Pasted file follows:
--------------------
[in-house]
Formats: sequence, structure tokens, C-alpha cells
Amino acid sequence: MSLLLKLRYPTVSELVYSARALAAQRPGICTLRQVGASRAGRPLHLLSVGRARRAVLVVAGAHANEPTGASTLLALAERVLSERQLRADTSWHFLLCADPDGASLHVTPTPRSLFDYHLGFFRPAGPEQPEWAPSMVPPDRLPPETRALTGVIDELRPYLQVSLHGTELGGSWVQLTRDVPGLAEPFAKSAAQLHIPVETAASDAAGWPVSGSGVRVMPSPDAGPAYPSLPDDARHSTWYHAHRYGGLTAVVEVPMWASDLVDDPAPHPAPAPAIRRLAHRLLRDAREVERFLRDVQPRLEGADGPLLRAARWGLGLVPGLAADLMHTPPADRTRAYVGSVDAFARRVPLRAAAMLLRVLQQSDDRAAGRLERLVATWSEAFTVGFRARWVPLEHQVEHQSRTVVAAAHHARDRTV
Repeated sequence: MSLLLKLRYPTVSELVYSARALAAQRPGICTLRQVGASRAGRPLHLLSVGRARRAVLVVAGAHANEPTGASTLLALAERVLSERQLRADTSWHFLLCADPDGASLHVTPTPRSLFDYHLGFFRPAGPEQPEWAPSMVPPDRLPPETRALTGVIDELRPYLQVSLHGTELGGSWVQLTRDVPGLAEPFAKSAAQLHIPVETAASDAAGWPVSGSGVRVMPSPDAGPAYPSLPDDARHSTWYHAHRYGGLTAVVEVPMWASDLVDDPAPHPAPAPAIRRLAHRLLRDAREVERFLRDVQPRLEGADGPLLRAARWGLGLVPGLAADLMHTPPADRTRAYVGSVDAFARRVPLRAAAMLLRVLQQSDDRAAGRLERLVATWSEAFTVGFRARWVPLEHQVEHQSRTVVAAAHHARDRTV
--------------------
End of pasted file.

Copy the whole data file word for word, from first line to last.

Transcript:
[in-house]
Formats: sequence, structure tokens, C-alpha cells
Amino acid sequence: MSLLLKLRYPTVSELVYSARALAAQRPGICTLRQVGASRAGRPLHLLSVGRARRAVLVVAGAHANEPTGASTLLALAERVLSERQLRADTSWHFLLCADPDGASLHVTPTPRSLFDYHLGFFRPAGPEQPEWAPSMVPPDRLPPETRALTGVIDELRPYLQVSLHGTELGGSWVQLTRDVPGLAEPFAKSAAQLHIPVETAASDAAGWPVSGSGVRVMPSPDAGPAYPSLPDDARHSTWYHAHRYGGLTAVVEVPMWASDLVDDPAPHPAPAPAIRRLAHRLLRDAREVERFLRDVQPRLEGADGPLLRAARWGLGLVPGLAADLMHTPPADRTRAYVGSVDAFARRVPLRAAAMLLRVLQQSDDRAAGRLERLVATWSEAFTVGFRARWVPLEHQVEHQSRTVVAAAHHARDRTV
Repeated sequence: MSLLLKLRYPTVSELVYSARALAAQRPGICTLRQVGASRAGRPLHLLSVGRARRAVLVVAGAHANEPTGASTLLALAERVLSERQLRADTSWHFLLCADPDGASLHVTPTPRSLFDYHLGFFRPAGPEQPEWAPSMVPPDRLPPETRALTGVIDELRPYLQVSLHGTELGGSWVQLTRDVPGLAEPFAKSAAQLHIPVETAASDAAGWPVSGSGVRVMPSPDAGPAYPSLPDDARHSTWYHAHRYGGLTAVVEVPMWASDLVDDPAPHPAPAPAIRRLAHRLLRDAREVERFLRDVQPRLEGADGPLLRAARWGLGLVPGLAADLMHTPPADRTRAYVGSVDAFARRVPLRAAAMLLRVLQQSDDRAAGRLERLVATWSEAFTVGFRARWVPLEHQVEHQSRTVVAAAHHARDRTV